Table 4.5: Frostbite Risk vs. Wind Chill Temperature
    Table 6.1: American Heart Association Target Heart Rates
    Table 6.2: Target Training Zone, Ages 51 to 80 Years
    Table 6.3: Borg Scale for Exercise Intensity
    Table 6.4: Walking Program
    Table 6.5: Jogging Program
    Table 7.1: Sample Exercise Log

    Table 8.1: Glycemic Rank of Common Foods
    Table 8.2: Fats in Food
    Table 8.3: Recommended Dietary Allowances for Important Vitamins
    Table 8.4: Recommended Dietary Allowances for Important Minerals
    Table 8.5: Recommended Portion Sizes for Different Food Groups
    Table 8.6: USDA Organic Foods Labeling Standards
    Table 8.7: Calorie Rank of Common Foods

    Table 9.1: Selecting Correct Weight Loss Prediction Table
    Table 9.2: Weight Loss Prediction for Sedentary Men, 51 to 65
    Table 9.3: Weight Loss Prediction for Relatively Inactive Men, 51 to 65
    Table 9.4: Weight Loss Prediction for Moderately Active Men, 51 to 65
    Table 9.5: Weight Loss Prediction for Sedentary Men, 66 to 80
    Table 9.6: Weight Loss Prediction for Relatively Inactive Men, 66 to 80
    Table 9.7: Weight Loss Prediction for Moderately Active Men, 66 to 80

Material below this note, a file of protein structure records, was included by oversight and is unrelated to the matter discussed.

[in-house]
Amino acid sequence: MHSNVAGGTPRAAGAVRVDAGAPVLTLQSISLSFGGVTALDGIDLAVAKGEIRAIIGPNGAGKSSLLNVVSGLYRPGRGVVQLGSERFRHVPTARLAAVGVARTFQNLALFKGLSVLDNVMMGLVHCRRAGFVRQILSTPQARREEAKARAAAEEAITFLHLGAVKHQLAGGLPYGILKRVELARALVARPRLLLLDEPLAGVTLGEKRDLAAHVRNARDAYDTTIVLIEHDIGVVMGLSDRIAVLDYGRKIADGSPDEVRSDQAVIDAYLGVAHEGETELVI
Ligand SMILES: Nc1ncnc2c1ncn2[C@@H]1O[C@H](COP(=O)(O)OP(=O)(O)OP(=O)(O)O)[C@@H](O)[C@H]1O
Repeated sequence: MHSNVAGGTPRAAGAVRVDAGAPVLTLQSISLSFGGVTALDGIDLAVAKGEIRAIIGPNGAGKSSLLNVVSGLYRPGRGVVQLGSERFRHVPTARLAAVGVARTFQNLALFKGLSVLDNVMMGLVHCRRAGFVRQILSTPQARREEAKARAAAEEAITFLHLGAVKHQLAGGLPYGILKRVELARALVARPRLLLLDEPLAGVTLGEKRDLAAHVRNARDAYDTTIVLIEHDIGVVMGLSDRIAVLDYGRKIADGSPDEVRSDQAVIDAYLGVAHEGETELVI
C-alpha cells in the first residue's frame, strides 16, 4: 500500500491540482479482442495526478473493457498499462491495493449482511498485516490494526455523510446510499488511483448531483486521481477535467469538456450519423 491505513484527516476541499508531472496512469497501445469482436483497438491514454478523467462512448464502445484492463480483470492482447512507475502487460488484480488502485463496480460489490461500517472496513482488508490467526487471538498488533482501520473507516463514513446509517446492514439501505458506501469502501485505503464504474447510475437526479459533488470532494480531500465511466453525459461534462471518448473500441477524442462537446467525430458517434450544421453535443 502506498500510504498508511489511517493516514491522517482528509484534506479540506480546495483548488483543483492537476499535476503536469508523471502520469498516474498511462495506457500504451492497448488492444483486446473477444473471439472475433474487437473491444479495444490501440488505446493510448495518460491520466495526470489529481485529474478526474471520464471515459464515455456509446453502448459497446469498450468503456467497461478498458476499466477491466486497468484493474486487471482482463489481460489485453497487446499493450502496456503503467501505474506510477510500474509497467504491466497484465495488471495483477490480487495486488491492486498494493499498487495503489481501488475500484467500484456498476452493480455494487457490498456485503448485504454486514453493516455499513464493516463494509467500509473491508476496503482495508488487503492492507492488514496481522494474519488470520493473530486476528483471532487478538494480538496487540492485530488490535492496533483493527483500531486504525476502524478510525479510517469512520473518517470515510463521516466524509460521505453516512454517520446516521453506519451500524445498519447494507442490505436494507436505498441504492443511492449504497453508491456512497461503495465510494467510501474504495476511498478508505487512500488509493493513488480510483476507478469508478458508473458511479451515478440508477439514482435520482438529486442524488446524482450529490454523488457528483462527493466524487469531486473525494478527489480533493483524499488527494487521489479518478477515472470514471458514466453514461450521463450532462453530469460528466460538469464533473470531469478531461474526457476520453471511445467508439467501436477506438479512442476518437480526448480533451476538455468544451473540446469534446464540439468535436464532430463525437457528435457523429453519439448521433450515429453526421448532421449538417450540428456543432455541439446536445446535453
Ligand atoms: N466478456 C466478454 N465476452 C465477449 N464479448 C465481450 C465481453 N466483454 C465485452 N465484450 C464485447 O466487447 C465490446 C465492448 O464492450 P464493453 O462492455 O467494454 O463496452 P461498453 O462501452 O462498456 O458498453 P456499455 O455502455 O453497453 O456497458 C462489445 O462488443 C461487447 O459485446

Table 9.8: Weight Loss Prediction for Sedentary Women, 51 to 65
    Table 9.9: Weight Loss Prediction for Relatively Inactive Women, 51 to 65
    Table 9.10: Weight Loss Prediction for Moderately Active Women, 51 to 65
    Table 9.11: Weight Loss Prediction for Sedentary Women, 66 to 80
    Table 9.12: Weight Loss Prediction for Relatively Inactive Women, 66 to 80
    Table 9.13: Weight Loss Prediction for Moderately Active Women, 66 to 80
    Table 9.13: Number of Days to Lose Next 10 Pounds Increases
    Table 9.14: 900 Calorie Balanced Diets
    Table 9.15: 1,200 Calorie Balanced Diets
    Table 9.16: 1,500 Calorie Balanced Diets
    Table 9.17: 1,800 Calorie Balanced Diets
    Table 9.18: Sample Daily Food Log
    Table 9.19: Weight Maintenance Calories for Men, 51 to 80
    Table 9.20: Weight Maintenance Calories for Women, 51 to 80
    Table 9.21: Sample Maintenance Eating Plan
    Table 9.22: Sample Maintenance Eating Worksheet
    Table 9.22: Nutritional Needs of Senior in Example 9.5

    Table 10.1: All-In-One Fitness Log

    Figure 1.1: Block Diagram of Cardiovascular System
    Figure 5.1: Balance Training: Plantar Flexion Exercise
    Figure 5.2: Balance Training: Knee Flexion Exercise
    Figure 5.3: Balance Training: Hip Flexion Exercise
    Figure 5.4: Balance Training: Hip Extension Exercise
    Figure 5.5: Balance Training: Side Leg Raise Exercise
    Figure 6.1: Stretching Exercises (c to g)
    Figure 7.1: Human Body's Muscles - Front View
    Figure 7.2: Human Body's Muscles - Rear View
    Figure 7.3: Dumbbell Exercises (a to c)
    Figure 7.4: Dumbbell Exercises (d to g)
    Figure 8.1: Metabolic Pathways: Absorptive Stage
    Figure 8.2: Metabolic Pathways: Post-Absorptive Stage
    Figure 9.1: Human Body Types
    Figure 9.2: Forms of Energy Taken In & Expended by the Human Body